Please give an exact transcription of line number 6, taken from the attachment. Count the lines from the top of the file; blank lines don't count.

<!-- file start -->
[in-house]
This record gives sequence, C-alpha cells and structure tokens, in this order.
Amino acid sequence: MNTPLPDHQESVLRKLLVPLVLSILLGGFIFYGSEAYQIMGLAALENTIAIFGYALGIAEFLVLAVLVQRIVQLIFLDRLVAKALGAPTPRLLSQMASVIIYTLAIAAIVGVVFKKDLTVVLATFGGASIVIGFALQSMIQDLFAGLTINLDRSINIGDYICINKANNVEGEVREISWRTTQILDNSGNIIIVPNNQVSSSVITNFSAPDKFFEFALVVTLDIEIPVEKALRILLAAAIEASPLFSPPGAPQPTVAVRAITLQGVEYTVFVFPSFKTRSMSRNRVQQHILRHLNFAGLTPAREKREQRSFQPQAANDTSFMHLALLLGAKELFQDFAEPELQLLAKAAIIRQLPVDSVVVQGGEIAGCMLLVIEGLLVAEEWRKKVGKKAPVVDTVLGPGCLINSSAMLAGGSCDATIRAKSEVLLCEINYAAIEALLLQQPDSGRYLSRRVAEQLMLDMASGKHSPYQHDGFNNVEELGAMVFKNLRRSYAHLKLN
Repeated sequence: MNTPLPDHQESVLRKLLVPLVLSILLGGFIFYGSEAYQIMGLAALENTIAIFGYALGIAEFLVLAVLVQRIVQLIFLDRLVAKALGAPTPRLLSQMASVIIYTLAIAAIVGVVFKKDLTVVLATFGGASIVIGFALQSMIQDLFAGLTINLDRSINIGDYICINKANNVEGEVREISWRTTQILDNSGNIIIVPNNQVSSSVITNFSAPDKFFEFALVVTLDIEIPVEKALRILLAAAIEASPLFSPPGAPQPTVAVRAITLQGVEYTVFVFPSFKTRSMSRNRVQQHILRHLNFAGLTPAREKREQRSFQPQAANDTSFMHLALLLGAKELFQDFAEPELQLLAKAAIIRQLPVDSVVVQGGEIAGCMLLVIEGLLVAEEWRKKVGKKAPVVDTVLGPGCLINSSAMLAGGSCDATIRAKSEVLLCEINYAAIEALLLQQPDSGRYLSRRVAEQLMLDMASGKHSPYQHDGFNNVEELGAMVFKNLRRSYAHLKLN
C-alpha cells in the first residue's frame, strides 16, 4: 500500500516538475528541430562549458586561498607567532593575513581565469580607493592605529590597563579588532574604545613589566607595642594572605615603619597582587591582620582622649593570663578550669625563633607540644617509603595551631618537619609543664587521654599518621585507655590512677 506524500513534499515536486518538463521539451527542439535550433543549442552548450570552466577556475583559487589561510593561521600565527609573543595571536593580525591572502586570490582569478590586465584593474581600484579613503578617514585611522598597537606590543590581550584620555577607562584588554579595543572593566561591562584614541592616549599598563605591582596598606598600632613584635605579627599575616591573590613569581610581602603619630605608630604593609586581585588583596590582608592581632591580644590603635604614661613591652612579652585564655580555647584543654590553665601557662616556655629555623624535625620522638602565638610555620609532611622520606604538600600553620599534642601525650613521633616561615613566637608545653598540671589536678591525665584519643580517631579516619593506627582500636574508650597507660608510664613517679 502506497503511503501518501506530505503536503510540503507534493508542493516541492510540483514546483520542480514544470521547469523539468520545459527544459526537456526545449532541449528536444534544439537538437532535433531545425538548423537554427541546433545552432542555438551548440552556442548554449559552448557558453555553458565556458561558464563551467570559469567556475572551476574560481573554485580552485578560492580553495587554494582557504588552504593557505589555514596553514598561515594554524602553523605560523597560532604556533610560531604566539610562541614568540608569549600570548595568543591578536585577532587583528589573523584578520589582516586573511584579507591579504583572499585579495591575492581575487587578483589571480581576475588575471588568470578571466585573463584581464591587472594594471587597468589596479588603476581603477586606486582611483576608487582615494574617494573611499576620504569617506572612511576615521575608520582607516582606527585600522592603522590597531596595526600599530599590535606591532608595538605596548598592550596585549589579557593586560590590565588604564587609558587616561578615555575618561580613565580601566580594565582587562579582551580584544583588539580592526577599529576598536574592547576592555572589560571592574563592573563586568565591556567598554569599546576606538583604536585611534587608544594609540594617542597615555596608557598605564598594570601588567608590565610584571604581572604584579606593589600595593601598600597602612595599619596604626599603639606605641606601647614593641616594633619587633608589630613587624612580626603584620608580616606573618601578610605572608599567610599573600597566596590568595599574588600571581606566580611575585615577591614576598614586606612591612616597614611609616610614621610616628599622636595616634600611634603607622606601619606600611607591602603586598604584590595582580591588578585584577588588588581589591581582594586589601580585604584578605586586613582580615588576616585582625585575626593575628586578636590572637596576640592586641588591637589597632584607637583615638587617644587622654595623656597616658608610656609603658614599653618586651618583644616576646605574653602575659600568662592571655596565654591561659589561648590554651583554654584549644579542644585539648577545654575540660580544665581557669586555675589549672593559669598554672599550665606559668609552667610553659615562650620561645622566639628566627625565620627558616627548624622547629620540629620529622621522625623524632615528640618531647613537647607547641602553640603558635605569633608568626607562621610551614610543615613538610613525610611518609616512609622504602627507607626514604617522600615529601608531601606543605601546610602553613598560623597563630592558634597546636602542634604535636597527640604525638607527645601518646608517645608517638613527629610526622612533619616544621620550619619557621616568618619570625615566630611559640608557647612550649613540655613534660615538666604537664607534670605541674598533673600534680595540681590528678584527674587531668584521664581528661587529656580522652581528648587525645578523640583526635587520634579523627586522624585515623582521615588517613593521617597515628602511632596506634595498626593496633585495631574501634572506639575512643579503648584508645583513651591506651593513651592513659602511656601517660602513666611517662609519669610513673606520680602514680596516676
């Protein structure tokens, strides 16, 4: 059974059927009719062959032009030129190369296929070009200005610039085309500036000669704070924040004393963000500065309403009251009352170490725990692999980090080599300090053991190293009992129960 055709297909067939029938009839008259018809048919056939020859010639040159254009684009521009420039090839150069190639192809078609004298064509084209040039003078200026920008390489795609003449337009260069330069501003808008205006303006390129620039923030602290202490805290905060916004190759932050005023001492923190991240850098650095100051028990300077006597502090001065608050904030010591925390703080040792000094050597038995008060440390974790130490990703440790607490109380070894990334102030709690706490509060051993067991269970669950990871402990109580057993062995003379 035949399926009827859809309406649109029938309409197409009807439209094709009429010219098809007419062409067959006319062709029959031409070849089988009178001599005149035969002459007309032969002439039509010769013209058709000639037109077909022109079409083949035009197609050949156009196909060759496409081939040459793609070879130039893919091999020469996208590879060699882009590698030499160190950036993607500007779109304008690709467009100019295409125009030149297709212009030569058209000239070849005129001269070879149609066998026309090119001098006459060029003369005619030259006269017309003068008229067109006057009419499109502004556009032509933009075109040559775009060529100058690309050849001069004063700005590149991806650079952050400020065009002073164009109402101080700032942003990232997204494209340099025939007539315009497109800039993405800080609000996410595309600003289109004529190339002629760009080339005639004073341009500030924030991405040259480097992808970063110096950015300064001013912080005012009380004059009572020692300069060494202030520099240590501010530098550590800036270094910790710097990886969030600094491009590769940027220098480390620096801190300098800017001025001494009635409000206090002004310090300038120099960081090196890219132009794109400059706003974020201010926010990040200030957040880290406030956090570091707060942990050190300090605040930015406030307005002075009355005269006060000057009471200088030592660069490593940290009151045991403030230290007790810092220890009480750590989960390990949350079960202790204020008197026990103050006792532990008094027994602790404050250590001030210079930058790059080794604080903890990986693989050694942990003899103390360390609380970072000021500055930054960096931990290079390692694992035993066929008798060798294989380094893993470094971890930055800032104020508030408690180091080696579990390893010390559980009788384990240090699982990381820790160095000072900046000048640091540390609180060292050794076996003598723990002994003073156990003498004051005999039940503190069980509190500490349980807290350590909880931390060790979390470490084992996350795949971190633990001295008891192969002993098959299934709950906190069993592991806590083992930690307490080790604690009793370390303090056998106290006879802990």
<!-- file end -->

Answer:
């Protein structure tokens, strides 16, 4: 059974059927009719062959032009030129190369296929070009200005610039085309500036000669704070924040004393963000500065309403009251009352170490725990692999980090080599300090053991190293009992129960 055709297909067939029938009839008259018809048919056939020859010639040159254009684009521009420039090839150069190639192809078609004298064509084209040039003078200026920008390489795609003449337009260069330069501003808008205006303006390129620039923030602290202490805290905060916004190759932050005023001492923190991240850098650095100051028990300077006597502090001065608050904030010591925390703080040792000094050597038995008060440390974790130490990703440790607490109380070894990334102030709690706490509060051993067991269970669950990871402990109580057993062995003379 035949399926009827859809309406649109029938309409197409009807439209094709009429010219098809007419062409067959006319062709029959031409070849089988009178001599005149035969002459007309032969002439039509010769013209058709000639037109077909022109079409083949035009197609050949156009196909060759496409081939040459793609070879130039893919091999020469996208590879060699882009590698030499160190950036993607500007779109304008690709467009100019295409125009030149297709212009030569058209000239070849005129001269070879149609066998026309090119001098006459060029003369005619030259006269017309003068008229067109006057009419499109502004556009032509933009075109040559775009060529100058690309050849001069004063700005590149991806650079952050400020065009002073164009109402101080700032942003990232997204494209340099025939007539315009497109800039993405800080609000996410595309600003289109004529190339002629760009080339005639004073341009500030924030991405040259480097992808970063110096950015300064001013912080005012009380004059009572020692300069060494202030520099240590501010530098550590800036270094910790710097990886969030600094491009590769940027220098480390620096801190300098800017001025001494009635409000206090002004310090300038120099960081090196890219132009794109400059706003974020201010926010990040200030957040880290406030956090570091707060942990050190300090605040930015406030307005002075009355005269006060000057009471200088030592660069490593940290009151045991403030230290007790810092220890009480750590989960390990949350079960202790204020008197026990103050006792532990008094027994602790404050250590001030210079930058790059080794604080903890990986693989050694942990003899103390360390609380970072000021500055930054960096931990290079390692694992035993066929008798060798294989380094893993470094971890930055800032104020508030408690180091080696579990390893010390559980009788384990240090699982990381820790160095000072900046000048640091540390609180060292050794076996003598723990002994003073156990003498004051005999039940503190069980509190500490349980807290350590909880931390060790979390470490084992996350795949971190633990001295008891192969002993098959299934709950906190069993592991806590083992930690307490080790604690009793370390303090056998106290006879802990």